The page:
Roy Clark reflects on his career while opening his new American Banjo Museum exhibit 

click to enlarge Roy Clark talks about his exhibit at the American Banjo Museum, Thursday, April 6, 2017. - GARETT FISBECK
  • Garett Fisbeck
  • Roy Clark talks about his exhibit at the American Banjo Museum, Thursday, April 6, 2017.

On the heels of a successful exhibit showcasing actor, comedian and noted picker and frailer Steve Martin, downtown Oklahoma City’s American Banjo Museum amplifies its star power with America’s Super Picker: Roy Clark.

The longtime Oklahoma resident and country music icon helped launch the exhibit last week with a Thursday concert and reception at the venue.

The exhibit, on display now at the museum, 9 E. Sheridan Ave., features several banjos, photographs and other artifacts from his personal collection. Visitors can also watch an exclusive interview between Clark and museum executive director Johnny Baier.

“I’ve been given so many accolades,” Clark said during a press conference at Thursday’s event. “I don’t want to say I don’t deserve them, but then there’s some other things I didn’t deserve either.”

The musician — whose playing repertoire includes the harmonica, guitar, banjo, mandolin and plenty of other pluckable instruments — was born in 1933 near Washington, D.C., but in 1976 settled in Tulsa for good. In the 1960s, he played guitar in Maud native Wanda Jackson’s rockabilly band the Party Timers.

Global missionary

Clark said the first instrument he learned to play was his dad’s four-string banjo. From there, he moved on to guitar and the realization that there was a whole world of pluckable instruments out there for him to play. His stringed instrument collection now numbers in the hundreds.

Clark plays his role as on-air personality as well as he does any stringed instrument. His first TV appearance was at age 14, playing guitar on the now-defunct DuMont Television Network.

“I was watching The Tonight Show one night, and Bob Hope was on,” Clark said. “He was talking about how long he’d been on television. I forget what it was, but when he said it was 40 years or something, I said, ‘I’ve been on television longer than Bob Hope!’”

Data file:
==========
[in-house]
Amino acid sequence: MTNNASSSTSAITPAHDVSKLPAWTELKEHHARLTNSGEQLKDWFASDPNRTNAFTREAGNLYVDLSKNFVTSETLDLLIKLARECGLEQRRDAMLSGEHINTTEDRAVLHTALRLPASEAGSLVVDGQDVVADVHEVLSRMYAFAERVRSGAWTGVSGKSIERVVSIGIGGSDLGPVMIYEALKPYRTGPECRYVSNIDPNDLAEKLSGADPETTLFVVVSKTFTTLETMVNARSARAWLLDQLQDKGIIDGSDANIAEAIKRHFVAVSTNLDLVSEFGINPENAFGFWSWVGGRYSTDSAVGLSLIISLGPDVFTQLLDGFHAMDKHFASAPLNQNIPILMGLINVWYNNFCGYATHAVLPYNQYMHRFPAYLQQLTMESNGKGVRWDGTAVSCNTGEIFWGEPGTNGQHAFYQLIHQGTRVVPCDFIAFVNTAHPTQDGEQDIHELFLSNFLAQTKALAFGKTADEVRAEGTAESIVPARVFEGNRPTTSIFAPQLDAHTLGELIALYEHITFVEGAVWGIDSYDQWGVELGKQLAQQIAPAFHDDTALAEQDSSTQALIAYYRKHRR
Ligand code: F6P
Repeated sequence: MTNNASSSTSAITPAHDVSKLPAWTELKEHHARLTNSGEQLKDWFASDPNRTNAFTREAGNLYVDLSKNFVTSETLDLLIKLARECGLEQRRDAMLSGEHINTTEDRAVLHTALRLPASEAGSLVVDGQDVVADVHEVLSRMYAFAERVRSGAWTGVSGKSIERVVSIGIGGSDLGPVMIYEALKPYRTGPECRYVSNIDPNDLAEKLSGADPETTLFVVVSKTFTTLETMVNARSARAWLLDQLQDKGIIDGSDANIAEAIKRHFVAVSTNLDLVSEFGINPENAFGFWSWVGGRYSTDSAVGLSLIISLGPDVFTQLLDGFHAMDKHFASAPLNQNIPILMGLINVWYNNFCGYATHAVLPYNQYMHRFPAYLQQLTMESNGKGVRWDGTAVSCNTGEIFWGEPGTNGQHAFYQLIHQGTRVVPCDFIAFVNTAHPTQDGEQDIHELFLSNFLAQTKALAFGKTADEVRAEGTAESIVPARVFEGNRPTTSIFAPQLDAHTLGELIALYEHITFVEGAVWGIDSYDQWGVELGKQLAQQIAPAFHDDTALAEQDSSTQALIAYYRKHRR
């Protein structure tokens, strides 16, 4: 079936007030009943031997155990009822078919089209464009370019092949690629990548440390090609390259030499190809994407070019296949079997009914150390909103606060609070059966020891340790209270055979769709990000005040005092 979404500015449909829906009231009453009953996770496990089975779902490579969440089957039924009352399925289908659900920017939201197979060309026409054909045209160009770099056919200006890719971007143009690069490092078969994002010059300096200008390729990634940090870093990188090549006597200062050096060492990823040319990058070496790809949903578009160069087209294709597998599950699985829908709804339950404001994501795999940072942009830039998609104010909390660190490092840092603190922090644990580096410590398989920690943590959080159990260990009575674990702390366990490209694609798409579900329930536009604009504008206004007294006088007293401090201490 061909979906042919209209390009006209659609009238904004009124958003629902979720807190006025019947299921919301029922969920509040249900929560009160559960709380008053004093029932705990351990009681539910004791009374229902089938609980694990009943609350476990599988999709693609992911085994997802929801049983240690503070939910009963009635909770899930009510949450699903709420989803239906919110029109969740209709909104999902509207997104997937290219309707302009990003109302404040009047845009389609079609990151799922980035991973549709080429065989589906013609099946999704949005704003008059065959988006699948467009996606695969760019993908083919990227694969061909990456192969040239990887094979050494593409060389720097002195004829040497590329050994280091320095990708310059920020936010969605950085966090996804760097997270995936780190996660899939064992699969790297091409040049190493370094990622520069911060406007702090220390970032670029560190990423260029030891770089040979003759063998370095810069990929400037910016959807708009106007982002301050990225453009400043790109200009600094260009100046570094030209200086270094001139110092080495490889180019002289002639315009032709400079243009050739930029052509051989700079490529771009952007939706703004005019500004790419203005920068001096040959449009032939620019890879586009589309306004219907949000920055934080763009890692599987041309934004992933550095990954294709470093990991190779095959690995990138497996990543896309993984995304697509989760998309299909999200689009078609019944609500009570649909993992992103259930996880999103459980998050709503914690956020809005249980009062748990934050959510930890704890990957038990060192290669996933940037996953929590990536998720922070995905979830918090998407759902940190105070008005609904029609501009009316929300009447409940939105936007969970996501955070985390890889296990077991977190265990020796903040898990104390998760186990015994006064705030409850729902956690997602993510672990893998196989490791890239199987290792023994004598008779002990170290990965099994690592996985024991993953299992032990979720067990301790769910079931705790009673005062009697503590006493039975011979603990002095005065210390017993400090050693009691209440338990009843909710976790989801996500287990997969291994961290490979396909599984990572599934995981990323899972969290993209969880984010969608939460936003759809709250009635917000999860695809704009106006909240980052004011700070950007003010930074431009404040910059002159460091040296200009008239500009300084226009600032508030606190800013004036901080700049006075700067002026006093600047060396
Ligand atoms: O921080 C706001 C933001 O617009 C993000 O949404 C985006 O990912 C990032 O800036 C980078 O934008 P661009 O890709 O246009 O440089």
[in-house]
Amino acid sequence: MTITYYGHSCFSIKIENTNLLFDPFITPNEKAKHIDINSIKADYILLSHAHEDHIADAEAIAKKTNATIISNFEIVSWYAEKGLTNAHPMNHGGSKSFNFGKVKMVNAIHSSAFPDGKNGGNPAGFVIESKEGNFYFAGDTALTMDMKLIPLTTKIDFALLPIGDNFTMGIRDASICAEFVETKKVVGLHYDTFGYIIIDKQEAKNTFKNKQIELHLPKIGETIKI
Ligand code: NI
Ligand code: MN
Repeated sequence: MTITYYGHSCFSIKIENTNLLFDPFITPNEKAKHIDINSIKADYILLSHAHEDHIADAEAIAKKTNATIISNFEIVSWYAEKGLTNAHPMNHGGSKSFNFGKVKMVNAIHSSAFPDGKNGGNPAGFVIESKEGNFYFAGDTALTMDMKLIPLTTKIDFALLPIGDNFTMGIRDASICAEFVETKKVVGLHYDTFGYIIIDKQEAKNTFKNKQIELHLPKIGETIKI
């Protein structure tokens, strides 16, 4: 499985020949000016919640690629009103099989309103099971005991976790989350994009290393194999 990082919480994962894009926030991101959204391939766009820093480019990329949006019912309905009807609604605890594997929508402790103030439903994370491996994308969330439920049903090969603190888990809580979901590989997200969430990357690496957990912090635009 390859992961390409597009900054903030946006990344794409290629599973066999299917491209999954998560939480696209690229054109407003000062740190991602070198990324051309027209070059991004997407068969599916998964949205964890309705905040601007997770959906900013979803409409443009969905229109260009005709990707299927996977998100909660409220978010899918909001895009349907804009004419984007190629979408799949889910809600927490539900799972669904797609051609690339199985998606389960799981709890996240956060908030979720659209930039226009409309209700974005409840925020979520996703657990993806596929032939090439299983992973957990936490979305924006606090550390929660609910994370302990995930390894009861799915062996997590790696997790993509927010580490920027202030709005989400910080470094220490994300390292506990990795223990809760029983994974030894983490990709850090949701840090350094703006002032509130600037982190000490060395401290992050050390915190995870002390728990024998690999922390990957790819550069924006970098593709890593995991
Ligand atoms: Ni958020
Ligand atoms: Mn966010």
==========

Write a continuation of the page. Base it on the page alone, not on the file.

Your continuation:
Clark also made guest appearances on popular shows like The Drew Carey Show, The Muppet Show and The Odd Couple and had an occasionally recurring role as Cousin Roy on The Beverly Hillbillies, for which he once wore a dress to portray his own mother.

“The pantyhose, they wouldn’t fit,” he reminisced. “Wardrobe was back there, pulling and tugging, and finally had to go out and cut the feet off so they could just pull them all the way up. Then the boots covered up the part without anything.”

Clark made his mark overseas as well. In the 1970s, he became the first country music artist to perform behind the Iron Curtain as he toured the Soviet Union. Clark said the banjo was semi-familiar to his foreign audience. The instrument was played in a way that resembled Russian balalaika.

“They loved [the banjo],” he said. “Anything American or West — American jazz or American country music. They put everything into general categories. If it was real, they loved it.”

Part of Clark’s allure is his role an ambassador for country and Americana music. There is no telling how many musicians across the globe were first exposed to banjo or guitar through one of Clark’s many television appearances, album releases or live performances.

“Some of these young English and European pickers and singers credit me with inspiring them to want to learn,” he said. “It’s a nice feeling.”

Voluble achievements

In September, the country music legend also will be inducted into the American Banjo Museum Hall of Fame, which is located at the museum and features more than 70 inductees, including Martin, Pete Seeger, Earl Scruggs, the Walt Disney company and Mel Bay.

The exhibit and hall of fame honor are just the latest in a long line of achievements by the accomplished and versatile picker and singer. Clark is widely recognized for his role as a host on the long-lived syndicated variety program Hee Haw and as an occasional guest host for Johnny Carson on The Tonight Show.

Clark is a member of the Grand Ole Opry and a Country Music Hall of Fame inductee. He has earned many significant awards, including Entertainer of the Year by the Academy of Country Music (ACM), ACM’s Comedy Act of the Year and a Grammy Award for his version of “Alabama Jubilee.”

The exhibit runs through March 2018.


Print headline: Show time, Country music icon Roy Clark welcomes his American Banjo Museum exhibit with a concert and an interview.

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